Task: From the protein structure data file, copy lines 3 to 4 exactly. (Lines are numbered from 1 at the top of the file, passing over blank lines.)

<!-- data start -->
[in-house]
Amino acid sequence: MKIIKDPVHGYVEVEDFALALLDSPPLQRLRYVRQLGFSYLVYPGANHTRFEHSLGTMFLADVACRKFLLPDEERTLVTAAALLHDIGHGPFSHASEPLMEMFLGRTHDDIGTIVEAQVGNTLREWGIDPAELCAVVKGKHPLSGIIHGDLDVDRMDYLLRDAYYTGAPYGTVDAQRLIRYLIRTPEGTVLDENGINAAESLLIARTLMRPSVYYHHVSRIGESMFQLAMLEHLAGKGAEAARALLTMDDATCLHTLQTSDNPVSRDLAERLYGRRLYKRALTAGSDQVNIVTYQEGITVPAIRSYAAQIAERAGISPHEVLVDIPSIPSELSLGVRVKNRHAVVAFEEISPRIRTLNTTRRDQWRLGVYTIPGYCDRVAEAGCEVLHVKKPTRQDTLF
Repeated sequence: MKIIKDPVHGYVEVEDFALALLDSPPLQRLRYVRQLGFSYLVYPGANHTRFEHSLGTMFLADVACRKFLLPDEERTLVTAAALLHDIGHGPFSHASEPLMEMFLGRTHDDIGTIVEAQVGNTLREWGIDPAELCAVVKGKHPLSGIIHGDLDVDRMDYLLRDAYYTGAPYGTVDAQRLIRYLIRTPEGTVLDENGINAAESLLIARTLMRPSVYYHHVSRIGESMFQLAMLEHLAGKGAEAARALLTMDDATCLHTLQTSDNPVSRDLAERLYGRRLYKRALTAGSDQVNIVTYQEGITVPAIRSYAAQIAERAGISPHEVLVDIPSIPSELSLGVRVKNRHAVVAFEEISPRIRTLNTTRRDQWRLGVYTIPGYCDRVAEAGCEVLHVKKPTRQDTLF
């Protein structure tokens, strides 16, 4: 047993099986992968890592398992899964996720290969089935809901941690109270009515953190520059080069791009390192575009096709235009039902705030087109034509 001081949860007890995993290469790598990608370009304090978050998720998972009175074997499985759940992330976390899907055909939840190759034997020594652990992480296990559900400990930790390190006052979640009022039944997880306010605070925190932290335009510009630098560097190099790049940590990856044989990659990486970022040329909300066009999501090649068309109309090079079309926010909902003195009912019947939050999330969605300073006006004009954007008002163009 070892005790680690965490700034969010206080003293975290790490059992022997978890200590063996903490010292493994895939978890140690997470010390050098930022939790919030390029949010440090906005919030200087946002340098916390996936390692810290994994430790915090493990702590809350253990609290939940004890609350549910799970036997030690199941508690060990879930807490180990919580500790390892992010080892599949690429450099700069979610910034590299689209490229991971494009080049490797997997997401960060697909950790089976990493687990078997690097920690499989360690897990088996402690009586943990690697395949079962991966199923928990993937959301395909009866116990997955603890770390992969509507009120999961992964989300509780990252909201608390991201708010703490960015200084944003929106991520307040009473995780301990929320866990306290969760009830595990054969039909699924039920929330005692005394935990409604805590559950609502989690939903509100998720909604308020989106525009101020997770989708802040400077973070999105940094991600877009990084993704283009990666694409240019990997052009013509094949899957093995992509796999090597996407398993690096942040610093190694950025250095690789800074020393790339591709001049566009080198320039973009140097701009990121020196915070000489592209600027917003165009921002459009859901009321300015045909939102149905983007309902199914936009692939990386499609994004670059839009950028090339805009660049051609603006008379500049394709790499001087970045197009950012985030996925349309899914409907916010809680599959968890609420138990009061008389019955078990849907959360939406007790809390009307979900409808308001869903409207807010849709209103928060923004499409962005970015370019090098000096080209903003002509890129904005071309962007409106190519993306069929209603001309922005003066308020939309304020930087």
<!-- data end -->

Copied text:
Repeated sequence: MKIIKDPVHGYVEVEDFALALLDSPPLQRLRYVRQLGFSYLVYPGANHTRFEHSLGTMFLADVACRKFLLPDEERTLVTAAALLHDIGHGPFSHASEPLMEMFLGRTHDDIGTIVEAQVGNTLREWGIDPAELCAVVKGKHPLSGIIHGDLDVDRMDYLLRDAYYTGAPYGTVDAQRLIRYLIRTPEGTVLDENGINAAESLLIARTLMRPSVYYHHVSRIGESMFQLAMLEHLAGKGAEAARALLTMDDATCLHTLQTSDNPVSRDLAERLYGRRLYKRALTAGSDQVNIVTYQEGITVPAIRSYAAQIAERAGISPHEVLVDIPSIPSELSLGVRVKNRHAVVAFEEISPRIRTLNTTRRDQWRLGVYTIPGYCDRVAEAGCEVLHVKKPTRQDTLF
């Protein structure tokens, strides 16, 4: 047993099986992968890592398992899964996720290969089935809901941690109270009515953190520059080069791009390192575009096709235009039902705030087109034509 001081949860007890995993290469790598990608370009304090978050998720998972009175074997499985759940992330976390899907055909939840190759034997020594652990992480296990559900400990930790390190006052979640009022039944997880306010605070925190932290335009510009630098560097190099790049940590990856044989990659990486970022040329909300066009999501090649068309109309090079079309926010909902003195009912019947939050999330969605300073006006004009954007008002163009 070892005790680690965490700034969010206080003293975290790490059992022997978890200590063996903490010292493994895939978890140690997470010390050098930022939790919030390029949010440090906005919030200087946002340098916390996936390692810290994994430790915090493990702590809350253990609290939940004890609350549910799970036997030690199941508690060990879930807490180990919580500790390892992010080892599949690429450099700069979610910034590299689209490229991971494009080049490797997997997401960060697909950790089976990493687990078997690097920690499989360690897990088996402690009586943990690697395949079962991966199923928990993937959301395909009866116990997955603890770390992969509507009120999961992964989300509780990252909201608390991201708010703490960015200084944003929106991520307040009473995780301990929320866990306290969760009830595990054969039909699924039920929330005692005394935990409604805590559950609502989690939903509100998720909604308020989106525009101020997770989708802040400077973070999105940094991600877009990084993704283009990666694409240019990997052009013509094949899957093995992509796999090597996407398993690096942040610093190694950025250095690789800074020393790339591709001049566009080198320039973009140097701009990121020196915070000489592209600027917003165009921002459009859901009321300015045909939102149905983007309902199914936009692939990386499609994004670059839009950028090339805009660049051609603006008379500049394709790499001087970045197009950012985030996925349309899914409907916010809680599959968890609420138990009061008389019955078990849907959360939406007790809390009307979900409808308001869903409207807010849709209103928060923004499409962005970015370019090098000096080209903003002509890129904005071309962007409106190519993306069929209603001309922005003066308020939309304020930087």